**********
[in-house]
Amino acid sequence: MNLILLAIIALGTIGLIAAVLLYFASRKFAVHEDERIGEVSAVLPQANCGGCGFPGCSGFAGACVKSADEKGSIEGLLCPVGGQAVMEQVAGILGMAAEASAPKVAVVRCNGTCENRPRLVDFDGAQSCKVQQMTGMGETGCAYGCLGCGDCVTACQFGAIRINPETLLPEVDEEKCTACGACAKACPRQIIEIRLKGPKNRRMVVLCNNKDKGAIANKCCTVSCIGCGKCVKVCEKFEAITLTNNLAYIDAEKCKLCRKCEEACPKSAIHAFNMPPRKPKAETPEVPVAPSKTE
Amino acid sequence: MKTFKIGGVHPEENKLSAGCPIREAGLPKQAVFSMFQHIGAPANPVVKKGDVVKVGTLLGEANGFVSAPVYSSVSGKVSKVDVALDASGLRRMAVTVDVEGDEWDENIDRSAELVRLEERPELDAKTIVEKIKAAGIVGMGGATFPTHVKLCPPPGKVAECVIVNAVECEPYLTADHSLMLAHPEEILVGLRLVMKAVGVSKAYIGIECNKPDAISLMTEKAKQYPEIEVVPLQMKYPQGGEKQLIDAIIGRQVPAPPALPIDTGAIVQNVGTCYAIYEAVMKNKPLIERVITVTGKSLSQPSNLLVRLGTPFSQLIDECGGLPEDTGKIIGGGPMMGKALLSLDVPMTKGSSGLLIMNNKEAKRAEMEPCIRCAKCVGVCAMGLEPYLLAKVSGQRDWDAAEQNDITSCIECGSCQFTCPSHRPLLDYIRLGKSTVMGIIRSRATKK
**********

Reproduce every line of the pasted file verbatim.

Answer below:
[in-house]
Amino acid sequence: MNLILLAIIALGTIGLIAAVLLYFASRKFAVHEDERIGEVSAVLPQANCGGCGFPGCSGFAGACVKSADEKGSIEGLLCPVGGQAVMEQVAGILGMAAEASAPKVAVVRCNGTCENRPRLVDFDGAQSCKVQQMTGMGETGCAYGCLGCGDCVTACQFGAIRINPETLLPEVDEEKCTACGACAKACPRQIIEIRLKGPKNRRMVVLCNNKDKGAIANKCCTVSCIGCGKCVKVCEKFEAITLTNNLAYIDAEKCKLCRKCEEACPKSAIHAFNMPPRKPKAETPEVPVAPSKTE
Amino acid sequence: MKTFKIGGVHPEENKLSAGCPIREAGLPKQAVFSMFQHIGAPANPVVKKGDVVKVGTLLGEANGFVSAPVYSSVSGKVSKVDVALDASGLRRMAVTVDVEGDEWDENIDRSAELVRLEERPELDAKTIVEKIKAAGIVGMGGATFPTHVKLCPPPGKVAECVIVNAVECEPYLTADHSLMLAHPEEILVGLRLVMKAVGVSKAYIGIECNKPDAISLMTEKAKQYPEIEVVPLQMKYPQGGEKQLIDAIIGRQVPAPPALPIDTGAIVQNVGTCYAIYEAVMKNKPLIERVITVTGKSLSQPSNLLVRLGTPFSQLIDECGGLPEDTGKIIGGGPMMGKALLSLDVPMTKGSSGLLIMNNKEAKRAEMEPCIRCAKCVGVCAMGLEPYLLAKVSGQRDWDAAEQNDITSCIECGSCQFTCPSHRPLLDYIRLGKSTVMGIIRSRATKK